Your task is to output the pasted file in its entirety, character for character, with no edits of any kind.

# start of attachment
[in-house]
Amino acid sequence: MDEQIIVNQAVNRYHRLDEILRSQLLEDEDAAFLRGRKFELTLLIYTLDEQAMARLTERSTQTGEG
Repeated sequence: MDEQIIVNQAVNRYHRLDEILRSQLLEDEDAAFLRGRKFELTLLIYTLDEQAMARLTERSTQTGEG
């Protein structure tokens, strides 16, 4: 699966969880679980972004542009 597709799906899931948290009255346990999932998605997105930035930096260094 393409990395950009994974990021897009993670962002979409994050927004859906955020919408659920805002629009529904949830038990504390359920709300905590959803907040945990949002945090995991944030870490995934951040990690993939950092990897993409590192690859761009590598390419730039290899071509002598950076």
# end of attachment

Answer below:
[in-house]
Amino acid sequence: MDEQIIVNQAVNRYHRLDEILRSQLLEDEDAAFLRGRKFELTLLIYTLDEQAMARLTERSTQTGEG
Repeated sequence: MDEQIIVNQAVNRYHRLDEILRSQLLEDEDAAFLRGRKFELTLLIYTLDEQAMARLTERSTQTGEG
């Protein structure tokens, strides 16, 4: 699966969880679980972004542009 597709799906899931948290009255346990999932998605997105930035930096260094 393409990395950009994974990021897009993670962002979409994050927004859906955020919408659920805002629009529904949830038990504390359920709300905590959803907040945990949002945090995991944030870490995934951040990690993939950092990897993409590192690859761009590598390419730039290899071509002598950076």